After nearly nine months of being on a playwriting hiatus — productions, publishing, and other things, like work intervened — I am in the midst of not one but two new pieces. One is a short piece inspired by a Secret Santa Title Exchange with some of my fellow scribes called “The Christmas Commercial Conspiracy,” and the other is what will probably be a full-length entitled “Cabana Boy,” wherein a young man named Mitch gets a summer job working at a high-end resort in the Florida Keys. Since it’s the off-season, he’s looking forward to a quiet and pleasant twelve weeks. Little does he know…
What I love the most about playwriting is how the characters take over, making my job mostly stenographic and getting their lives and stories sorted out so they are presentable on paper and then on stage. Sometimes all it takes is a sentence or two — sometimes even less — to get an entire scene going and then let them take over and see where it takes us. My job then is to take what comes and guide it so the thoughts and actions they’re going through makes sense and follows what I like to think of as something the audience will pay attention to. As a director once told me, “Tell us a good story and the rest of us will follow along.” That’s what I’m trying to do as Mitch’s story comes out. Most of the time, it works and voila, the play and the characters come to life.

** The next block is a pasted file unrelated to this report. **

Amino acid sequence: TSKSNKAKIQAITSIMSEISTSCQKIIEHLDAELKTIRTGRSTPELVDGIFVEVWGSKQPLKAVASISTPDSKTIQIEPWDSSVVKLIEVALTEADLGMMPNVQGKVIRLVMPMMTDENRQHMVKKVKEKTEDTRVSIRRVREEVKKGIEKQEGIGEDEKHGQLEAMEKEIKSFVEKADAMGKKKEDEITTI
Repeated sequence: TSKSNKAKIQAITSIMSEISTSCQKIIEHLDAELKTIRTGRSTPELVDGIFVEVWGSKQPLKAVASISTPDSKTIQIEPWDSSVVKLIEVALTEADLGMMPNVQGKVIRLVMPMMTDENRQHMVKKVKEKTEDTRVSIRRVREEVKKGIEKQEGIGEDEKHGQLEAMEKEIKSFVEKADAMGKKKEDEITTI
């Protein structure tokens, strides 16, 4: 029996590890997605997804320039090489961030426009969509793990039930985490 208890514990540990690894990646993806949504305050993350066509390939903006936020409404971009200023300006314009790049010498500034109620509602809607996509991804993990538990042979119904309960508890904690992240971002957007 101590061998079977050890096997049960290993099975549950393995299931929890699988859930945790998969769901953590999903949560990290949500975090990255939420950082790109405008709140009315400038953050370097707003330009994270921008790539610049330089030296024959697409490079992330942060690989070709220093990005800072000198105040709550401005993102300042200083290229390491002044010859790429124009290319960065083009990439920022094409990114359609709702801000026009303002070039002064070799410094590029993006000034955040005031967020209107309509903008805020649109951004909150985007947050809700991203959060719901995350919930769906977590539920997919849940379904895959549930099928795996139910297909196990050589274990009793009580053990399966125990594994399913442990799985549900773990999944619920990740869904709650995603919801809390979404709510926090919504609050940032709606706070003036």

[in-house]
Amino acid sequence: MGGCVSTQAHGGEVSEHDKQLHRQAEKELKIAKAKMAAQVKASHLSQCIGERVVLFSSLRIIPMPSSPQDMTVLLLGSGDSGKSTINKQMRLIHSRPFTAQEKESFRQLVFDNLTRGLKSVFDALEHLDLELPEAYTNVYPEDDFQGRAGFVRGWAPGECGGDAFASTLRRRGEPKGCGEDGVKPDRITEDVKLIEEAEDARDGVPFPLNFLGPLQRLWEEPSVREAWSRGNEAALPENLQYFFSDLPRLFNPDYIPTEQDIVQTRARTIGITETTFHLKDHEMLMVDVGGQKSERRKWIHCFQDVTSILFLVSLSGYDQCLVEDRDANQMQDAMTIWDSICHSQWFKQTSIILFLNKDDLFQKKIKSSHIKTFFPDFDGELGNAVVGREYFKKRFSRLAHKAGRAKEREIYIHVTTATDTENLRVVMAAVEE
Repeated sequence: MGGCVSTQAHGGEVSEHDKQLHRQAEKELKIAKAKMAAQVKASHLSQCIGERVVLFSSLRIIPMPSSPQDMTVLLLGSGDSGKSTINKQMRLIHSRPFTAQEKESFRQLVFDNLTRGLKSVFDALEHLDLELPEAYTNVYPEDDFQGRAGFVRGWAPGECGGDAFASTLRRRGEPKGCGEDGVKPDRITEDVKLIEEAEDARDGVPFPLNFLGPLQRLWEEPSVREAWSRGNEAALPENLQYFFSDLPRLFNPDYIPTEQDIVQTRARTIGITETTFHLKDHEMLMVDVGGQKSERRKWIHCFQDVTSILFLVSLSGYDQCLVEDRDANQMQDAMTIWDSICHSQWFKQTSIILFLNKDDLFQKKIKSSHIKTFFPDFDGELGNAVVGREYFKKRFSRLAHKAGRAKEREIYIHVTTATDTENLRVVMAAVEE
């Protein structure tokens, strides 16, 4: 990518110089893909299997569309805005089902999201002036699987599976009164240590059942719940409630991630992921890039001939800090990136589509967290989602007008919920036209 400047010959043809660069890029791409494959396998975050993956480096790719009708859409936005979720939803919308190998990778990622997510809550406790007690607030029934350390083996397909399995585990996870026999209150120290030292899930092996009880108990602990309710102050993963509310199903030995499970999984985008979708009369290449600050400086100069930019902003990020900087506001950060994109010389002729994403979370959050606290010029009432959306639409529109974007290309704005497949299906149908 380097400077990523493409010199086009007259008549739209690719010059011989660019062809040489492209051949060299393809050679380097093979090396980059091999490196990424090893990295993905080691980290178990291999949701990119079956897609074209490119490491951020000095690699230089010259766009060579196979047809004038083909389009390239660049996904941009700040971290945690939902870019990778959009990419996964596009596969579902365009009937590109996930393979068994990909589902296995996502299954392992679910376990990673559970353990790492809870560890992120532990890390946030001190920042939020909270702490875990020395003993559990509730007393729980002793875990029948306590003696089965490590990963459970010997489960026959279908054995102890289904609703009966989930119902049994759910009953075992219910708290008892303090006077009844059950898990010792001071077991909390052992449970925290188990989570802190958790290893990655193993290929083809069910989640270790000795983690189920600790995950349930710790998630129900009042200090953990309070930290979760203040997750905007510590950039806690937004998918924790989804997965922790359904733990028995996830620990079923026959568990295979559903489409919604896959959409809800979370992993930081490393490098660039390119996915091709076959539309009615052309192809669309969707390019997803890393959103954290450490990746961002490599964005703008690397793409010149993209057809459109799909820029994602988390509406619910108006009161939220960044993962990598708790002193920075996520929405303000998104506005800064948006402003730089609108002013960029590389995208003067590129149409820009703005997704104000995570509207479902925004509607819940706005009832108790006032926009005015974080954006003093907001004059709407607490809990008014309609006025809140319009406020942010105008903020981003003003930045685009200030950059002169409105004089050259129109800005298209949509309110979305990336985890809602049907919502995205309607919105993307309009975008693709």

There are times when I know what I’m writing will not end up in the final version, or at least the one I put out for others to read. It’s called filler, or in some cases, a bridge between two scenes you know are essential. But thanks to the Florida Department of Transportation and a bit of roadwork I came upon a week ago on the way to the car show, I have a new term for it: emergency scene. It’s something you keep in the back of your mind and drop in to hold the place while you listen for the real thing. Once it’s done, the sign comes down and you move forward.
So far on this new play, it’s come in handy; I spent an hour last night writing the real thing while the sign was up, and now it’s ready to go in. I’ll be doing some more work this weekend.